Even if you think your toddler is too young to understand, you’d be surprised with how much they can pick up. And what they can’t pick up through words, they will most definitely pick up through your actions. You can explain to your toddler that from now on, the kitchen will be open at certain points throughout the day, and it will be closed at other times. The kitchen will open at snack times and meal times, and in between, just like a restaurant, it will be closed. No food will be offered so we can do other things at that time. You may need to explain this multiple times, especially as they are still learning the new way and testing the boundaries. Because trust me…this WILL happen! It’s normal, expected and shows normal toddler development. The key is always staying consistent in your response! And I mean it – once you give in once – it will be much harder to get back on track the second time around. Just like building up trust in any relationship, actions speak loud and we want our toddler to trust that we’ve got this feeding schedule down to a T! We will always be ready to have a snack or a meal for them throughout the day at set times, without them needing to ask about it. We’ve got their back!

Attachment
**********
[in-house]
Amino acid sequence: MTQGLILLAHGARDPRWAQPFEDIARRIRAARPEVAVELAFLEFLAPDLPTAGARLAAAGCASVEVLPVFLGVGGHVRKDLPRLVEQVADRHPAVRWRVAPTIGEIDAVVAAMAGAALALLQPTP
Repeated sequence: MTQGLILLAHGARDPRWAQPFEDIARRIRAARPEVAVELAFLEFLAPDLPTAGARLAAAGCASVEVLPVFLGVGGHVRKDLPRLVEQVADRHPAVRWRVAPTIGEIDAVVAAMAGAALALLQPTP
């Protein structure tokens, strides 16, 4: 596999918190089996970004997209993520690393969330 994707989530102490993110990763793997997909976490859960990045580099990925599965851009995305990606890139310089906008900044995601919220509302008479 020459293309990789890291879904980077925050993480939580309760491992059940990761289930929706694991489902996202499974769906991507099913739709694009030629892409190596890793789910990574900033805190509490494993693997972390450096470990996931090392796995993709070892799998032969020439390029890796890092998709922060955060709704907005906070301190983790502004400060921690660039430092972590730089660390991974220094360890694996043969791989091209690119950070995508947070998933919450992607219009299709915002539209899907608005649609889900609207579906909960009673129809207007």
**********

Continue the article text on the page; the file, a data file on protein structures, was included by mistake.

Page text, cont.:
When it comes to the words you use – keep it simple and concise. When they ask for a snack outside of snack time just say “The kitchen is closed now”. When meal time or snack time is over, tell your child that the kitchen is closed and won’t be open again until ____ o’clock. Remind your child of this before they make their final decision to stop eating so that they can decide for themselves if they can last until the next eating schedule. This way, you are teaching and helping your child to decide if and when they are full at mealtime and to tune into their hunger and fullness cues. It will also eliminate the temptation for your child to forgo a meal simply because he/she would rather have a tastier snack option upon demand an hour later. This WILL take practice. But it won’t take more than a few days when done consistently and with conviction.
Sometimes toddlers can’t understand the concept of time and how far away “1 hour” is or what “2 o’clock” means. So you can help them by relating it to the sequence of activities they will be experiencing throughout the day. For example, if they ask for a snack outside of an appropriate snack time, you can say “The kitchen is closed now. It will be open again after reading time. Let’s pull out our book now”. They can better understand this way that, “ok – we are going to read first and THEN we will have a snack”. It’s not time to eat now.” They learn this way that there is a time for everything! Which brings me to my next point…